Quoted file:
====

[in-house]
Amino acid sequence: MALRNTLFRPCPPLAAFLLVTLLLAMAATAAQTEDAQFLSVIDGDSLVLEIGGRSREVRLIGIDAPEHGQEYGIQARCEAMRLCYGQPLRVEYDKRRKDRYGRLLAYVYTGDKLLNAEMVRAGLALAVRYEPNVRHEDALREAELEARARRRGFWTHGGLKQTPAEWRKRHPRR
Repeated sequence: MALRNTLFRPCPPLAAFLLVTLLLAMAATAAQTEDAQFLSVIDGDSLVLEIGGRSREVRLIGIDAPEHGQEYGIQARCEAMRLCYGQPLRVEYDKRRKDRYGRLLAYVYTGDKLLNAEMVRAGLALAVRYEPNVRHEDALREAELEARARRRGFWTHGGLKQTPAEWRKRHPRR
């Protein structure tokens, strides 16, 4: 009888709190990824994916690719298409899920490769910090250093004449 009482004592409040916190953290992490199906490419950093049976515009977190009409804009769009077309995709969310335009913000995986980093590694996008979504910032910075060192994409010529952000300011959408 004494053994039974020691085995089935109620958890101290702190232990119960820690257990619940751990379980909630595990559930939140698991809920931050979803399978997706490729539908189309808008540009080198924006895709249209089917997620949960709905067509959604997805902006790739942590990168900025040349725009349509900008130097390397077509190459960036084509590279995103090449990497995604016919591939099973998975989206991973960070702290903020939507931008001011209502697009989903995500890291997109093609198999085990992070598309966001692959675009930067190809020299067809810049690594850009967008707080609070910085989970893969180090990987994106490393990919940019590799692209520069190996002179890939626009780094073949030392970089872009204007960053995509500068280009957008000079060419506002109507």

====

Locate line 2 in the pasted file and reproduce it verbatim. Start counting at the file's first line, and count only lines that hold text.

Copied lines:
Amino acid sequence: MALRNTLFRPCPPLAAFLLVTLLLAMAATAAQTEDAQFLSVIDGDSLVLEIGGRSREVRLIGIDAPEHGQEYGIQARCEAMRLCYGQPLRVEYDKRRKDRYGRLLAYVYTGDKLLNAEMVRAGLALAVRYEPNVRHEDALREAELEARARRRGFWTHGGLKQTPAEWRKRHPRR